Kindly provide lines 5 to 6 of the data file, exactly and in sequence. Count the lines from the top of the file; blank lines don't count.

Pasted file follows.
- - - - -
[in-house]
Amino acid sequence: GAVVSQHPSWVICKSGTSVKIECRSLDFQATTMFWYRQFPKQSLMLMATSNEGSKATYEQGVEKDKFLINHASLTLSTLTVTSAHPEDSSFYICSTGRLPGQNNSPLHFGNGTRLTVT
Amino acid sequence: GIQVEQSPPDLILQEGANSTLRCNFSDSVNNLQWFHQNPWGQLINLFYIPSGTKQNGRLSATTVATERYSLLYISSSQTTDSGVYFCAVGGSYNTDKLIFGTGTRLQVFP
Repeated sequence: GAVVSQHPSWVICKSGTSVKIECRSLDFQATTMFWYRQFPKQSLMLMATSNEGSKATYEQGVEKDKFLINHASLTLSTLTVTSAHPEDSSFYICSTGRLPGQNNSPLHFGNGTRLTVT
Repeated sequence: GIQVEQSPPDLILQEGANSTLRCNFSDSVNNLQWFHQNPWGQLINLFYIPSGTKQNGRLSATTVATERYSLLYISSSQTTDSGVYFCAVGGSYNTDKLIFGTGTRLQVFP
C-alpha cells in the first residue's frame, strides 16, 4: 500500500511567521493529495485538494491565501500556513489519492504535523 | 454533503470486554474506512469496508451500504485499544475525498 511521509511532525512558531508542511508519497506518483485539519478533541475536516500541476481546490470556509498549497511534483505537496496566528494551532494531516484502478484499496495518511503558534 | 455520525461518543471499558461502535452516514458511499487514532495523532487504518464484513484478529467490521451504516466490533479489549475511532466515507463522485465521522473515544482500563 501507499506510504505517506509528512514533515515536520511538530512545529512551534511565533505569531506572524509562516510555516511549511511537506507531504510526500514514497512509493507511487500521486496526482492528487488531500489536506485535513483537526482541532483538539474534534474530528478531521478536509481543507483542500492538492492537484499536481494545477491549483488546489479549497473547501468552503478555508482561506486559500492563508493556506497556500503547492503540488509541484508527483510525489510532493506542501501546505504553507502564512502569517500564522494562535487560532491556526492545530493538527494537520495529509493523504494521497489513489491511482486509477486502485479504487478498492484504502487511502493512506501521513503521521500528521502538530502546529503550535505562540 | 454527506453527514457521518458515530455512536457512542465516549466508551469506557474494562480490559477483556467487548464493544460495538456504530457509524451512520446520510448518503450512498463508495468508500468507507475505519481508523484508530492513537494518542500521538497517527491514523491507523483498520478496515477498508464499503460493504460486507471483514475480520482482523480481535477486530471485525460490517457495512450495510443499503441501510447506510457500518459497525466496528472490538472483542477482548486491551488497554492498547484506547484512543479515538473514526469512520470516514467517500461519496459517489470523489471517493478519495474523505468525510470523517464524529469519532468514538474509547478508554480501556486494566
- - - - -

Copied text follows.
Repeated sequence: GIQVEQSPPDLILQEGANSTLRCNFSDSVNNLQWFHQNPWGQLINLFYIPSGTKQNGRLSATTVATERYSLLYISSSQTTDSGVYFCAVGGSYNTDKLIFGTGTRLQVFP
C-alpha cells in the first residue's frame, strides 16, 4: 500500500511567521493529495485538494491565501500556513489519492504535523 | 454533503470486554474506512469496508451500504485499544475525498 511521509511532525512558531508542511508519497506518483485539519478533541475536516500541476481546490470556509498549497511534483505537496496566528494551532494531516484502478484499496495518511503558534 | 455520525461518543471499558461502535452516514458511499487514532495523532487504518464484513484478529467490521451504516466490533479489549475511532466515507463522485465521522473515544482500563 501507499506510504505517506509528512514533515515536520511538530512545529512551534511565533505569531506572524509562516510555516511549511511537506507531504510526500514514497512509493507511487500521486496526482492528487488531500489536506485535513483537526482541532483538539474534534474530528478531521478536509481543507483542500492538492492537484499536481494545477491549483488546489479549497473547501468552503478555508482561506486559500492563508493556506497556500503547492503540488509541484508527483510525489510532493506542501501546505504553507502564512502569517500564522494562535487560532491556526492545530493538527494537520495529509493523504494521497489513489491511482486509477486502485479504487478498492484504502487511502493512506501521513503521521500528521502538530502546529503550535505562540 | 454527506453527514457521518458515530455512536457512542465516549466508551469506557474494562480490559477483556467487548464493544460495538456504530457509524451512520446520510448518503450512498463508495468508500468507507475505519481508523484508530492513537494518542500521538497517527491514523491507523483498520478496515477498508464499503460493504460486507471483514475480520482482523480481535477486530471485525460490517457495512450495510443499503441501510447506510457500518459497525466496528472490538472483542477482548486491551488497554492498547484506547484512543479515538473514526469512520470516514467517500461519496459517489470523489471517493478519495474523505468525510470523517464524529469519532468514538474509547478508554480501556486494566